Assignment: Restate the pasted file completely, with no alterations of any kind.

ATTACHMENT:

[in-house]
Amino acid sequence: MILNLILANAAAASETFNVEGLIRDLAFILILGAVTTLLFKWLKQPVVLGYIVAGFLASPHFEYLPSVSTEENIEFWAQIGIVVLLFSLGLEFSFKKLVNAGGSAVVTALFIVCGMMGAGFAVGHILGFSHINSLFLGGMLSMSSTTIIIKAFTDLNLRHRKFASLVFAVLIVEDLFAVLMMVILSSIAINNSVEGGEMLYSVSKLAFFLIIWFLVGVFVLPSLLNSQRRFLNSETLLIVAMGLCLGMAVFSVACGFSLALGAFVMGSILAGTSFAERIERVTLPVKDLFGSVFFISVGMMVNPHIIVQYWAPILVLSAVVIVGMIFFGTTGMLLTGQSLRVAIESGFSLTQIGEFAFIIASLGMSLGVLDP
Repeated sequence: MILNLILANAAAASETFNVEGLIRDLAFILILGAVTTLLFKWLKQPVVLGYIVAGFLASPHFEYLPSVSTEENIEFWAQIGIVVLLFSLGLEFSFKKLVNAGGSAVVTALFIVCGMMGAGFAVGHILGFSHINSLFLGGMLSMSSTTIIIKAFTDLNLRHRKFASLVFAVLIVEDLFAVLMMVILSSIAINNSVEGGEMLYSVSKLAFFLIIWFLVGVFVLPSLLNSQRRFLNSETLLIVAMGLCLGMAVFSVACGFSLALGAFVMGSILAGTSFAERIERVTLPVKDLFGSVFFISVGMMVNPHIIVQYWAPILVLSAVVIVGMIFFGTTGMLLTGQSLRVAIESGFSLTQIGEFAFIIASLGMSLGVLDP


[in-house]
Amino acid sequence: MILNLILANAAAASETFNVEGLIRDLAFILILGAVTTLLFKWLKQPVVLGYIVAGFLASPHFEYLPSVSTEENIEFWAQIGIVVLLFSLGLEFSFKKLVNAGGSAVVTALFIVCGMMGAGFAVGHILGFSHINSLFLGGMLSMSSTTIIIKAFTDLNLRHRKFASLVFAVLIVEDLFAVLMMVILSSIAINNSVEGGEMLYSVSKLAFFLIIWFLVGVFVLPSLLNSQRRFLNSETLLIVAMGLCLGMAVFSVACGFSLALGAFVMGSILAGTSFAERIERVTLPVKDLFGSVFFISVGMMVNPHIIVQYWAPILVLSAVVIVGMIFFGTTGMLLTGQSLRVAIESGFSLTQIGEFAFIIASLGMSLGVLDP
Repeated sequence: MILNLILANAAAASETFNVEGLIRDLAFILILGAVTTLLFKWLKQPVVLGYIVAGFLASPHFEYLPSVSTEENIEFWAQIGIVVLLFSLGLEFSFKKLVNAGGSAVVTALFIVCGMMGAGFAVGHILGFSHINSLFLGGMLSMSSTTIIIKAFTDLNLRHRKFASLVFAVLIVEDLFAVLMMVILSSIAINNSVEGGEMLYSVSKLAFFLIIWFLVGVFVLPSLLNSQRRFLNSETLLIVAMGLCLGMAVFSVACGFSLALGAFVMGSILAGTSFAERIERVTLPVKDLFGSVFFISVGMMVNPHIIVQYWAPILVLSAVVIVGMIFFGTTGMLLTGQSLRVAIESGFSLTQIGEFAFIIASLGMSLGVLDP